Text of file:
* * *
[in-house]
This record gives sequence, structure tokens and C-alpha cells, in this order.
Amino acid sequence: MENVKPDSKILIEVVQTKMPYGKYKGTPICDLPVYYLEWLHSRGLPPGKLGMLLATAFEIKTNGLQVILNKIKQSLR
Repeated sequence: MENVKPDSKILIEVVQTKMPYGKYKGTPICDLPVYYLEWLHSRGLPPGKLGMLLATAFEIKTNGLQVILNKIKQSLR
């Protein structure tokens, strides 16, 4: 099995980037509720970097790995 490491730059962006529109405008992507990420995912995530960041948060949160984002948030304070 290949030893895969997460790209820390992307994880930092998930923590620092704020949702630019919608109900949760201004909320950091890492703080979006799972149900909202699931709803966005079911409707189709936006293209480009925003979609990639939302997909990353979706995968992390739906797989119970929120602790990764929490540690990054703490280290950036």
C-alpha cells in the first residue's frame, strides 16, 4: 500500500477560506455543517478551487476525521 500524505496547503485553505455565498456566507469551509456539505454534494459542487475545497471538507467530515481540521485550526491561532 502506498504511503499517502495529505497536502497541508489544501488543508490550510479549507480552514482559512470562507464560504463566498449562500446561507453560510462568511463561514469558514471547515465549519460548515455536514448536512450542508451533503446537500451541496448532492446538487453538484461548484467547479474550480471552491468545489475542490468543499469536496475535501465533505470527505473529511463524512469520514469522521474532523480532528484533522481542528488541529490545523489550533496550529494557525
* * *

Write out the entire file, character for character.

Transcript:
[in-house]
This record gives sequence, structure tokens and C-alpha cells, in this order.
Amino acid sequence: MENVKPDSKILIEVVQTKMPYGKYKGTPICDLPVYYLEWLHSRGLPPGKLGMLLATAFEIKTNGLQVILNKIKQSLR
Repeated sequence: MENVKPDSKILIEVVQTKMPYGKYKGTPICDLPVYYLEWLHSRGLPPGKLGMLLATAFEIKTNGLQVILNKIKQSLR
């Protein structure tokens, strides 16, 4: 099995980037509720970097790995 490491730059962006529109405008992507990420995912995530960041948060949160984002948030304070 290949030893895969997460790209820390992307994880930092998930923590620092704020949702630019919608109900949760201004909320950091890492703080979006799972149900909202699931709803966005079911409707189709936006293209480009925003979609990639939302997909990353979706995968992390739906797989119970929120602790990764929490540690990054703490280290950036």
C-alpha cells in the first residue's frame, strides 16, 4: 500500500477560506455543517478551487476525521 500524505496547503485553505455565498456566507469551509456539505454534494459542487475545497471538507467530515481540521485550526491561532 502506498504511503499517502495529505497536502497541508489544501488543508490550510479549507480552514482559512470562507464560504463566498449562500446561507453560510462568511463561514469558514471547515465549519460548515455536514448536512450542508451533503446537500451541496448532492446538487453538484461548484467547479474550480471552491468545489475542490468543499469536496475535501465533505470527505473529511463524512469520514469522521474532523480532528484533522481542528488541529490545523489550533496550529494557525